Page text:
Brilliance: This is the white light that reflects and refracts from a well-cut diamond. It is the foundation of brightness and sparkle. As a diamond is so hard, it is finished with an extremely high polish which allows it to reflect and refract light. A cubic zirconia is not as hard as a diamond, so it cannot be cut and polished to the same level and it has a much lower refractive index (2.15 VS 2.42).

Scintillation: This refers to the blinking effect that creates the distinct sparkle in a diamond. It is a balance of black and white areas that cause pleasing flashes across the diamond as it moves. As a cubic zirconia handles light so differently, scintillation is difficult to see as it is overpowered by the excess of rainbow light. As a result, a CZ will not sparkle the same way as a diamond and will appear flat and dull in artificial light.

These are some of the key optical properties that give diamonds their coveted sparkle and brightness. The absence of these in a CZ means they perform completely differently and lack power and presence of a diamond.


A diamond is the hardest, naturally occurring mineral in the world. The Mohs scale (0-10) is used to measure the hardness of materials and diamonds receive a perfect 10. This is one of the reasons they are perfect for engagement rings and every day jewelry. They require minimal maintenance and will retain their sparkle for years to come.

Cubic zirconia scores an 8.5 on the Mohs scale; with this ranking, it is a durable material but can still be scratched by other substances. Over the years, a CZ will become cloudy and lose all sparkle. These changes can take time, but in many cases, you will notice damage and a change in appearance after the first two years of wearing a CZ every day.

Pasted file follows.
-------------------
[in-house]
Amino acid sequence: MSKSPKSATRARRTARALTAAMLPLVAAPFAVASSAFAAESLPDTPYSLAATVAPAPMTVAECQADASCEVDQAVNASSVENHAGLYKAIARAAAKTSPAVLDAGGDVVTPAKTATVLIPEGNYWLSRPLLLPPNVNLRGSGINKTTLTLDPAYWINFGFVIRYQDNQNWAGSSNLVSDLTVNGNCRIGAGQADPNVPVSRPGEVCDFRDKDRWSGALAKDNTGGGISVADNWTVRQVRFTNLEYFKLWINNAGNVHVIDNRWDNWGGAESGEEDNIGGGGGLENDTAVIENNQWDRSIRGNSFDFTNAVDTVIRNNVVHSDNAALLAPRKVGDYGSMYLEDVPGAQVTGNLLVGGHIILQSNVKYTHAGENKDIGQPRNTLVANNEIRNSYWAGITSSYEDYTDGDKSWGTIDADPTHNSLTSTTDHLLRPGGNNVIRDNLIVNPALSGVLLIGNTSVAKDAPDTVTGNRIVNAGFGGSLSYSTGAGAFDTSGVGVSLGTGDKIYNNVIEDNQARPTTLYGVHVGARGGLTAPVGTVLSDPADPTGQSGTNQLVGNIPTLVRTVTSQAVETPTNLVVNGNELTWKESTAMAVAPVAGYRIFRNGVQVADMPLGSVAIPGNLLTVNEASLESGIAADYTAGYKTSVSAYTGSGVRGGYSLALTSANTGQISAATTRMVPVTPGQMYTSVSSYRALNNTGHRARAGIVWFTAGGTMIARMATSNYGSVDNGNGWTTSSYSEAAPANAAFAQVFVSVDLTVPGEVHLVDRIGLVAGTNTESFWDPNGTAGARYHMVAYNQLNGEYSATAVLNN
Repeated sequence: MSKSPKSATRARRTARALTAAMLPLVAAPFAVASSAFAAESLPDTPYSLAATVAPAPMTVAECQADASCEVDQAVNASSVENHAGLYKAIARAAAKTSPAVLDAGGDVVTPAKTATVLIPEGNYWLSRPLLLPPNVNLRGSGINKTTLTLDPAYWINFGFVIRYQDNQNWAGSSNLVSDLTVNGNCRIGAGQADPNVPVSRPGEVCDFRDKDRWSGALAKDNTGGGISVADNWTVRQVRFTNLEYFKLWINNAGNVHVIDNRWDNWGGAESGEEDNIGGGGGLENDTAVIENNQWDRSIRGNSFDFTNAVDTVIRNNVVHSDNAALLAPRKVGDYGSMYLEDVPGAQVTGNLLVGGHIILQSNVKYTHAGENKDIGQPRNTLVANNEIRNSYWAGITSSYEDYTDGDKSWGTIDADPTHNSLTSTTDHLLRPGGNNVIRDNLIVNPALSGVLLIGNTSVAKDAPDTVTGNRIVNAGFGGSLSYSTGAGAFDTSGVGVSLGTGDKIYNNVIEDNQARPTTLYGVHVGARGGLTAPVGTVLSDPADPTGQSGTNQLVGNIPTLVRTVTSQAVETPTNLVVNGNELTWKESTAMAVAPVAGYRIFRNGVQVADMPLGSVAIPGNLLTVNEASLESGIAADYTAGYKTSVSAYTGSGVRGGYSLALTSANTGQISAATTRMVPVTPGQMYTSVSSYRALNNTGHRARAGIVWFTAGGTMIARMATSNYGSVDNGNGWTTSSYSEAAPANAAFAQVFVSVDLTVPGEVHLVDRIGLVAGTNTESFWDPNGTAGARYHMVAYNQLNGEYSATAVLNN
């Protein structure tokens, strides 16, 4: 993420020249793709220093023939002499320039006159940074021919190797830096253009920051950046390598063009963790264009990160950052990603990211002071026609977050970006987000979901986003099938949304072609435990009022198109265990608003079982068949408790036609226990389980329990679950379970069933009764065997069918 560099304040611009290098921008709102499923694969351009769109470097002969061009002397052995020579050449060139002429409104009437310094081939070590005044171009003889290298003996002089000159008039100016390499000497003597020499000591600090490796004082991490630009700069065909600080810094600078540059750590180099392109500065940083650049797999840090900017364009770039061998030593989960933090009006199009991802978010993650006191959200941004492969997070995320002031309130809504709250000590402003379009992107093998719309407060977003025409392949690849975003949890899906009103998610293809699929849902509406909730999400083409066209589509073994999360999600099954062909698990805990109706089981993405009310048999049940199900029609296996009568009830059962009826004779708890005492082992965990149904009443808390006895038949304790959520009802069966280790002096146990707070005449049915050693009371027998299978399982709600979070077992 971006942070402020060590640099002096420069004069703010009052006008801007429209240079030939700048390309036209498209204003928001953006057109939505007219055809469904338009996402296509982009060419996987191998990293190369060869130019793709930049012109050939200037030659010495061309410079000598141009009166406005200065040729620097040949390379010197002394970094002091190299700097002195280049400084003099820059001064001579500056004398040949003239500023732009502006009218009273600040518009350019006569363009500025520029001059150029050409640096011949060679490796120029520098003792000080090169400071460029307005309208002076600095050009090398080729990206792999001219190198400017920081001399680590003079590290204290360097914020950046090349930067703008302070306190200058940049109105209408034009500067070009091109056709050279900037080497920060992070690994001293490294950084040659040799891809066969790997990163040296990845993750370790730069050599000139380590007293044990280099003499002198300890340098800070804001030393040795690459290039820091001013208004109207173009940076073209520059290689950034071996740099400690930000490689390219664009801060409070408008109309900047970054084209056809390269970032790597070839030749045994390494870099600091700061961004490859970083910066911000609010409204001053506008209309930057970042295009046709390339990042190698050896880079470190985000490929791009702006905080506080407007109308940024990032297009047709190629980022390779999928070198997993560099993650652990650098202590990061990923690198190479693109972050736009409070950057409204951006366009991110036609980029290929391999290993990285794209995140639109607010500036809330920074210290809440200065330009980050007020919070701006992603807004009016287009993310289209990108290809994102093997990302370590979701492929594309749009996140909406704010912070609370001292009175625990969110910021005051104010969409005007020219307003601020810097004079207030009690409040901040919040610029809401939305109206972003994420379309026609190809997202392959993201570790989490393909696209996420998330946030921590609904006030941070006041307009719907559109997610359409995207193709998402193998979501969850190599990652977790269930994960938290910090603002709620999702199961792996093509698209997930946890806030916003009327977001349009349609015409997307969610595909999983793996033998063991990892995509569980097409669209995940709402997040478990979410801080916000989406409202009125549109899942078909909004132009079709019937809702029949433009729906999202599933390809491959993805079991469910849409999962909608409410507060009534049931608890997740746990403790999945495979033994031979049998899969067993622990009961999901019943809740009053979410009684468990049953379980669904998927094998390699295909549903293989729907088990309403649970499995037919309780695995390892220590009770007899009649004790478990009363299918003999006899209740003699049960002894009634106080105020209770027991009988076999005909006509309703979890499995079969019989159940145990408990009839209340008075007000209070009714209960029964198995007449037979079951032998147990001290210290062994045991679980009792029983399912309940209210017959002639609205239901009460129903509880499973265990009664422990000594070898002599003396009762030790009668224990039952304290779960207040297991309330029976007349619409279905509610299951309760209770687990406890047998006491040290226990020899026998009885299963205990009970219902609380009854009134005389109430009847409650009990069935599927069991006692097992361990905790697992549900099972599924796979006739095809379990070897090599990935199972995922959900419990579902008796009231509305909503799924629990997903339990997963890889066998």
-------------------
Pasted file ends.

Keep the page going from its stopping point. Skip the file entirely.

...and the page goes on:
If you bought the $800 CZ ring and replaced it every two years, after ten years of blissful romance you would have spent $4,000! This stunning 0.70ct I-VS2 round brilliant from Whiteflash is $2,466 – pair with one of their designer settings like this Ritani solitaire and you’re still under the $4,000 mark.

An engagement ring is an investment and you want to know it’s going to last.

Color and Clarity

As CZ’s are lab created, they are made to be ‘perfect’. This means there is no color or inclusions. Although this can seem like a positive, as they lack the other properties (brilliance, scintillation etc) the result is a glassy, flat appearance that makes them instantly recognisable as fake.

Inclusions are like birthmarks; they make your diamond entirely unique and one of a kind. Inclusions can affect the sparkle of a diamond if there are a lot of them or if their position is particularly obvious. However, this is easily avoided by selecting a good clarity grade (SI1 and above) and by taking advantage of the high-res imaging offered by reputable vendors such as Whiteflash and James Allen.

The Final Word and Where to Buy Diamonds

Cubic zirconia should not be considered a substitute for a diamond. It is an excellent choice for costume jewelry due to its low cost and attractive appearance, however if you are looking for a sparkle that will last a lifetime and jewelry that can be worn every day, a diamond is always the best choice.

If you have the opportunity to view a diamond and a CZ side by side, the differences will become apparent. Intensity, unrivalled sparkle and an entirely unique appearance will set a diamond apart every time.

Where to buy: I highly recommend Whiteflash for their exceptionally high-quality diamonds and their commitment to a proper diamond education with light performance imaging and HD Video on all diamonds. They also hold an impressive portfolio of designer settings.

James Allen carry a large portfolio of diamonds. Their vast selection make them a great place to start getting to grips with viewing and analyzing diamonds and a third option would also be Blue Nile.

Richard Jenkins, The Diamond Guru